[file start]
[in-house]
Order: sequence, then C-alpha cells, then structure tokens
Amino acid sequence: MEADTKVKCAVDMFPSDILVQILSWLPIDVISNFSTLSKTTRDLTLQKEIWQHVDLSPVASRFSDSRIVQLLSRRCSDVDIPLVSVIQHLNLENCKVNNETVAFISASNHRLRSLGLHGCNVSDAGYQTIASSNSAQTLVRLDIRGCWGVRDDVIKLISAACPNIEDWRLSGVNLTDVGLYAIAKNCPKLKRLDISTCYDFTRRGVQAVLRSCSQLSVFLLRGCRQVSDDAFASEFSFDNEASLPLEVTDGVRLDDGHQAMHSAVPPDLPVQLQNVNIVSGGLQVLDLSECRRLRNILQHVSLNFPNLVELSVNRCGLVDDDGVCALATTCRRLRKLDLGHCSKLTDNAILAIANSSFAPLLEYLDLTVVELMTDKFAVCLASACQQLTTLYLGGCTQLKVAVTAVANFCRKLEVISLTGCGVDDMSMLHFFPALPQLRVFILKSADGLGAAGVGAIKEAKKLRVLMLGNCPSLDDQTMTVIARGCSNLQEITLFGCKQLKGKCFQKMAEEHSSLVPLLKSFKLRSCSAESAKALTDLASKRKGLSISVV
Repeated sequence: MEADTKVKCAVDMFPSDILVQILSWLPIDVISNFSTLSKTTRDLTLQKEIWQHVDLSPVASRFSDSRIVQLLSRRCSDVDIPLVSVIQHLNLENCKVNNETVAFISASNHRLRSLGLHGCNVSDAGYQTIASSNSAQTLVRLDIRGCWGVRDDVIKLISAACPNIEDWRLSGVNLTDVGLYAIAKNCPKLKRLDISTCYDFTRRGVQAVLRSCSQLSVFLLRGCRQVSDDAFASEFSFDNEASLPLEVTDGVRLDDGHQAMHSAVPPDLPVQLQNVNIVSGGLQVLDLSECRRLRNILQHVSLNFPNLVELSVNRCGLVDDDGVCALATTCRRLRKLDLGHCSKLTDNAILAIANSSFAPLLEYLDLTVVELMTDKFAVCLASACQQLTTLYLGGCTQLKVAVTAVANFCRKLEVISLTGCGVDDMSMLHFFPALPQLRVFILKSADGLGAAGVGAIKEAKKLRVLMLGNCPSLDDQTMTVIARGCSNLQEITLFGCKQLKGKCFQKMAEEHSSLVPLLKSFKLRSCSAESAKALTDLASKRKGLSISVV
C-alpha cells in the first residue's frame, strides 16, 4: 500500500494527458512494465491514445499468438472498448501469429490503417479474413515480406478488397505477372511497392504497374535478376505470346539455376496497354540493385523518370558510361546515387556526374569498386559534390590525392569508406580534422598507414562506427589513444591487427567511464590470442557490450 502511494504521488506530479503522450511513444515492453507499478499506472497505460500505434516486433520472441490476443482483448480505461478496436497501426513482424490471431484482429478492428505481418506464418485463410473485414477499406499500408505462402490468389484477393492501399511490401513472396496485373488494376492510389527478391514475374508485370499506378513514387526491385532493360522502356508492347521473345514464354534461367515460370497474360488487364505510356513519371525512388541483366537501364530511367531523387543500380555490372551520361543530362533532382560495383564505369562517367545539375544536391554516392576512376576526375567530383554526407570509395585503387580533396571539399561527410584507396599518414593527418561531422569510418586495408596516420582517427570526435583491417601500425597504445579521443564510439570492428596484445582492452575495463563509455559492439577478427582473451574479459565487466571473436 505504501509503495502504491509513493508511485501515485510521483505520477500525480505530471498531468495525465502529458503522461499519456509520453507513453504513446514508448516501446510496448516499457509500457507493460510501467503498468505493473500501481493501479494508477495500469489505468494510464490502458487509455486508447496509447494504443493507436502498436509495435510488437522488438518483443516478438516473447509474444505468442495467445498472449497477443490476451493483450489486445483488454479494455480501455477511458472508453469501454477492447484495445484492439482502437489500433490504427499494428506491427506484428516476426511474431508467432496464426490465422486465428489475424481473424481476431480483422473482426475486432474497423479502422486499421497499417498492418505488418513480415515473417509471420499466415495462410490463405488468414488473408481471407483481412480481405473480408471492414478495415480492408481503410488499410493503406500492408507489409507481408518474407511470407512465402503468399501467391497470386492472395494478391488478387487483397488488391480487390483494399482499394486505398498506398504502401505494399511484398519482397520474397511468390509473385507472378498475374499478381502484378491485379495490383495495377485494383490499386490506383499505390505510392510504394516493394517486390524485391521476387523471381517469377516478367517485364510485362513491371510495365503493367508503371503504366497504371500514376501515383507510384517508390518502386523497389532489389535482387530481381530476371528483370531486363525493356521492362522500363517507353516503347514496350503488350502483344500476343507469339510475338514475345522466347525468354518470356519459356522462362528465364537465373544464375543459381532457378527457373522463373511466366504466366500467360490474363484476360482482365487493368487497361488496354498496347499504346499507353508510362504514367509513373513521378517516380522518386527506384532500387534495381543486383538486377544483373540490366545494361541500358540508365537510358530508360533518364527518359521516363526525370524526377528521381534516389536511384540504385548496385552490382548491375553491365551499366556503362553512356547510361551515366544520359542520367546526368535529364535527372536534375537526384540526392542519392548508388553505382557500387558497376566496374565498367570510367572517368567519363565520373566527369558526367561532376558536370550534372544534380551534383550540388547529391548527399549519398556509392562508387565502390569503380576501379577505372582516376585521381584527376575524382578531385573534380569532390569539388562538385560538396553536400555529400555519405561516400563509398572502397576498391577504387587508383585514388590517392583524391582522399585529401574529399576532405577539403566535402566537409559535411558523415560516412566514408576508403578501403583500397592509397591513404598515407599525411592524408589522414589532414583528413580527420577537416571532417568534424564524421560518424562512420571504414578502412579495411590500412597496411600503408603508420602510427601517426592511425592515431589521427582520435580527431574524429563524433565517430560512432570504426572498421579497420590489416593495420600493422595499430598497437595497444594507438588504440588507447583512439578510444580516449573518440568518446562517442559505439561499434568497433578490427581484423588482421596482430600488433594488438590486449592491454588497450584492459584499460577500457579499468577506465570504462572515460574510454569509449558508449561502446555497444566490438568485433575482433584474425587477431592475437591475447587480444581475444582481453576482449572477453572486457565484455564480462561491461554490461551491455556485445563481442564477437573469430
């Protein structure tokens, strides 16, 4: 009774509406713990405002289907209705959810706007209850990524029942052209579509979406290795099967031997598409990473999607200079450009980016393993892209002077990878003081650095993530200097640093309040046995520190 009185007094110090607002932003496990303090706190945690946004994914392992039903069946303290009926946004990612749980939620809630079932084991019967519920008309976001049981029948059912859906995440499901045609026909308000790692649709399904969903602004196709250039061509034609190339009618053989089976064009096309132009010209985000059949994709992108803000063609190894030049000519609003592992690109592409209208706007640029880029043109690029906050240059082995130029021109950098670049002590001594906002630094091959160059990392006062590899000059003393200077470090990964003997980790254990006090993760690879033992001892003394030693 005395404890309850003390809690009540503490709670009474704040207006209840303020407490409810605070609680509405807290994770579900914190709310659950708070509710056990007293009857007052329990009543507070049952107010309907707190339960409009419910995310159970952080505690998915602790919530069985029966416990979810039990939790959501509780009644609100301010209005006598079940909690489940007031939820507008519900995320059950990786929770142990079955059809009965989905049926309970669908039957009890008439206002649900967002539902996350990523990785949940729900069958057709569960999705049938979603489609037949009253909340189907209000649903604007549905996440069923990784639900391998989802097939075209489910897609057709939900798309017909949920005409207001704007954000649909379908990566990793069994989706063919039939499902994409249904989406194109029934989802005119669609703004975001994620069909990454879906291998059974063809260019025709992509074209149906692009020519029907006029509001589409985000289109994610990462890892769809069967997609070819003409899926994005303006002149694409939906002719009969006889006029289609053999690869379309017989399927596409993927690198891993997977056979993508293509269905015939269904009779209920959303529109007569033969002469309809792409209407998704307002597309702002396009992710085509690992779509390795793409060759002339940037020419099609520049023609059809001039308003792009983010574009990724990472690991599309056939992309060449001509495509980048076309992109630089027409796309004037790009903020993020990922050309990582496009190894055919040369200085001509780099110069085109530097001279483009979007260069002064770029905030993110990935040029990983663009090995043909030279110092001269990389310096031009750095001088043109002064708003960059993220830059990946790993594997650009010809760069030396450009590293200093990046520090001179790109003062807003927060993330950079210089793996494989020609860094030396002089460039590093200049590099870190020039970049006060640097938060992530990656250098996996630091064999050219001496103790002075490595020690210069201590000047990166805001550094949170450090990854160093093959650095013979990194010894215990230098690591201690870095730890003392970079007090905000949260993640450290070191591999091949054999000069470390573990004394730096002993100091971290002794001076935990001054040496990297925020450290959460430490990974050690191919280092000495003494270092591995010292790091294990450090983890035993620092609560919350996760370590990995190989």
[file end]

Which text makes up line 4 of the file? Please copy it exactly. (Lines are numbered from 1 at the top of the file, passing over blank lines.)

Repeated sequence: MEADTKVKCAVDMFPSDILVQILSWLPIDVISNFSTLSKTTRDLTLQKEIWQHVDLSPVASRFSDSRIVQLLSRRCSDVDIPLVSVIQHLNLENCKVNNETVAFISASNHRLRSLGLHGCNVSDAGYQTIASSNSAQTLVRLDIRGCWGVRDDVIKLISAACPNIEDWRLSGVNLTDVGLYAIAKNCPKLKRLDISTCYDFTRRGVQAVLRSCSQLSVFLLRGCRQVSDDAFASEFSFDNEASLPLEVTDGVRLDDGHQAMHSAVPPDLPVQLQNVNIVSGGLQVLDLSECRRLRNILQHVSLNFPNLVELSVNRCGLVDDDGVCALATTCRRLRKLDLGHCSKLTDNAILAIANSSFAPLLEYLDLTVVELMTDKFAVCLASACQQLTTLYLGGCTQLKVAVTAVANFCRKLEVISLTGCGVDDMSMLHFFPALPQLRVFILKSADGLGAAGVGAIKEAKKLRVLMLGNCPSLDDQTMTVIARGCSNLQEITLFGCKQLKGKCFQKMAEEHSSLVPLLKSFKLRSCSAESAKALTDLASKRKGLSISVV